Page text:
Biographical / Historical:
J.B. Blunk (1926-2002) was a woodworker from Inverness, California.
General:
Originally recorded on 2 sound discs. Reformatted in 2010 as 7 digital wav files. Duration is 3 hr., 34 min.
Provenance:
This interview is part of the Archives of American Art Oral History Program, started in 1958 to document the history of the visual arts in the United States, primarily through interviews with artists, historians, dealers, critics and administrators.
Restrictions:
Transcript available on the Archives of American Art website.
Topic:
Woodworkers -- California -- Interviews.  Search this
Ceramics -- Study and teaching  Search this
Woodwork -- Equipment and supplies  Search this
Woodwork -- Technique  Search this
Sculptors -- California -- Interviews  Search this
Decorative arts  Search this
Genre/Form:
Sound recordings
Interviews
Identifier:
AAA.blunk02
Archival Repository:
Archives of American Art
EDAN-URL:
ead_collection:sova-aaa-blunk02

Chester Beach papers, 1846-1999, bulk 1895-1999

Creator:
Beach, Chester, 1881-1956  Search this
Subject:
Winter, Ezra  Search this
Olmsted, Frederick Law  Search this
MacMonnies, Frederick William  Search this
Allen, Mary Jester  Search this
Beach, Eleanor Murdock  Search this
Piexotto, Jessica B.  Search this
Couper, William  Search this
Käsebier, Gertrude  Search this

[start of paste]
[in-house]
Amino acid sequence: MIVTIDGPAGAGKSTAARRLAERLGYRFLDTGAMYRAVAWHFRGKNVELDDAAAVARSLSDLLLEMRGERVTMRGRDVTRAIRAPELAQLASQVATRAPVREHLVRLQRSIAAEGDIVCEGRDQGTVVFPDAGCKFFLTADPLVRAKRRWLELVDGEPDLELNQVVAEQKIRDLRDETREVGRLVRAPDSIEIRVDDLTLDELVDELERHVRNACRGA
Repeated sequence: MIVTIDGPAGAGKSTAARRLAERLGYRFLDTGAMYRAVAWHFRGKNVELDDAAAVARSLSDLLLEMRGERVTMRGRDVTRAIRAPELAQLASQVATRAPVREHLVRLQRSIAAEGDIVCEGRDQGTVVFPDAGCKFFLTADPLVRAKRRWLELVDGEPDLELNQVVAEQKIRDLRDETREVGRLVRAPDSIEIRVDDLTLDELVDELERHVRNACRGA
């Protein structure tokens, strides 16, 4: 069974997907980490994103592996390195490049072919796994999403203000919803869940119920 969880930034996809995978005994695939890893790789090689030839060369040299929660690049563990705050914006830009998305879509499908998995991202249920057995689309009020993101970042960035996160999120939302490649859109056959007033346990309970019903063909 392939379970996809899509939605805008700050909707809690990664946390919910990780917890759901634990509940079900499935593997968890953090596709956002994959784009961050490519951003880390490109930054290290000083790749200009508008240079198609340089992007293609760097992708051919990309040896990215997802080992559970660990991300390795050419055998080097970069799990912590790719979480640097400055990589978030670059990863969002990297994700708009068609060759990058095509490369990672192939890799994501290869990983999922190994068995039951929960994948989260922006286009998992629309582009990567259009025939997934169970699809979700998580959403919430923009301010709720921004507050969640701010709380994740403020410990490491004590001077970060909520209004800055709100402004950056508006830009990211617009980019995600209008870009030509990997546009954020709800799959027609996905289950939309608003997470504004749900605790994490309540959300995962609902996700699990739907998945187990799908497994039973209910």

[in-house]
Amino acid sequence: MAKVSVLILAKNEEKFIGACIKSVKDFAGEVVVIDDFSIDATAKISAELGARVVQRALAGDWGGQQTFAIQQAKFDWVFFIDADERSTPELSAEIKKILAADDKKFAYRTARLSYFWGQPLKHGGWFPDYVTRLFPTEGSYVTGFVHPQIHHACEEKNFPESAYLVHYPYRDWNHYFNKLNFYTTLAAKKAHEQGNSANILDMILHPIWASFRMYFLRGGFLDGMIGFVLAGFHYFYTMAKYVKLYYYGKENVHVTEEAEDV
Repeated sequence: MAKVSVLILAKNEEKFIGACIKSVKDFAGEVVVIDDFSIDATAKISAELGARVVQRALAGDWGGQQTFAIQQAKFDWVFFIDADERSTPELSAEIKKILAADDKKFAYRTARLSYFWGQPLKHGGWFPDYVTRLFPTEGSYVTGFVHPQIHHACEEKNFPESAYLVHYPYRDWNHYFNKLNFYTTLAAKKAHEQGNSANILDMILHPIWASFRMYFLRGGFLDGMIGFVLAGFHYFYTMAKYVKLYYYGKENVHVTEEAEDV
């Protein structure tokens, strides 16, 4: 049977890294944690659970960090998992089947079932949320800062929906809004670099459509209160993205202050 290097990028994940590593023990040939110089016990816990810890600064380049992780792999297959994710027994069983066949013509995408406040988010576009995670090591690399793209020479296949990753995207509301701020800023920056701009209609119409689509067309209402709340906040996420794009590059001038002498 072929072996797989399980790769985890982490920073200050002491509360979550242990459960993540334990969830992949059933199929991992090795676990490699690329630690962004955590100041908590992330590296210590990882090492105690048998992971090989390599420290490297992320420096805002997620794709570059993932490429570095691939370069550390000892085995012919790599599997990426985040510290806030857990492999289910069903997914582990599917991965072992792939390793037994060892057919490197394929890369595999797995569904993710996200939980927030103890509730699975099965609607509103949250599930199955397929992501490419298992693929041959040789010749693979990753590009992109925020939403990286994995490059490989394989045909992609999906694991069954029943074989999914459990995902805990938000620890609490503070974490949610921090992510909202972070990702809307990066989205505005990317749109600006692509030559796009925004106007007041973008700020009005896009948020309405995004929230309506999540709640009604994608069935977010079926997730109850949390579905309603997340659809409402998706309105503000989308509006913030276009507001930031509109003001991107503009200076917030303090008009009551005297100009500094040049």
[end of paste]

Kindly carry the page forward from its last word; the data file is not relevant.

Carrington, Fitz Roy  Search this
Blumenschein, Ernest Leonard  Search this
Greacen, Edmund W.  Search this
Fitchen, Eleanor Beach  Search this
French, Daniel Chester  Search this
Kuhn, Brenda  Search this
Jackson, Hazel Brill  Search this
Jennewein, Carl Paul  Search this
Hancock, Walker Kirtland  Search this
Mora, F. Luis (Francis Luis)  Search this
Leibig, Bonnie  Search this
Nelson, Laurence  Search this
Nisbet, Robert H.  Search this
Kuhn, Walt  Search this
Salmagundi Club  Search this
American Academy in Rome  Search this
National Academy of Design (U.S.)  Search this
Frontier Art Colony  Search this
Architectural League of New York  Search this
Cleveland Museum of Art  Search this
Salon d'automne  Search this
Ecole nationale supérieure des beaux-arts (France)  Search this
Panama-Pacific International Exposition (1915: San Francisco, Calif.)  Search this
Mark Hopkins Institute of Art  Search this
National Sculpture Society (U.S.)  Search this
Type:
Scrapbooks
Sketches
Christmas cards
Drawings
Photographs
Prints
Sketchbooks
Topic:
Sculptors, American -- New York (State) -- New York  Search this
Eclecticism in architecture  Search this
Sculptors -- New York (State) -- New York  Search this
Sculpture -- Technique  Search this
Sculpture -- Equipment and supplies  Search this
Artists' studios  Search this
Sculpture -- Economic aspects  Search this
Record number:
(DSI-AAA_CollID)8873
(DSI-AAA_SIRISBib)211058
AAA_collcode_beacches
Theme:
Diaries
Lives of American Artists
Data Source:
Archives of American Art
EDAN-URL:
edanmdm:AAADCD_coll_211058
Online Media:

Chester Beach papers

Creator:
Beach, Chester, 1881-1956  Search this
Names:
American Academy in Rome  Search this
Architectural League of New York  Search this
Cleveland Museum of Art  Search this
Ecole nationale supérieure des beaux-arts (France)  Search this
Frontier Art Colony  Search this
Mark Hopkins Institute of Art  Search this
National Academy of Design (U.S.)  Search this
National Sculpture Society (U.S.)  Search this
Panama-Pacific International Exposition (1915: San Francisco, Calif.)  Search this
Salmagundi Club  Search this
Salon d'automne  Search this
Allen, Mary Jester  Search this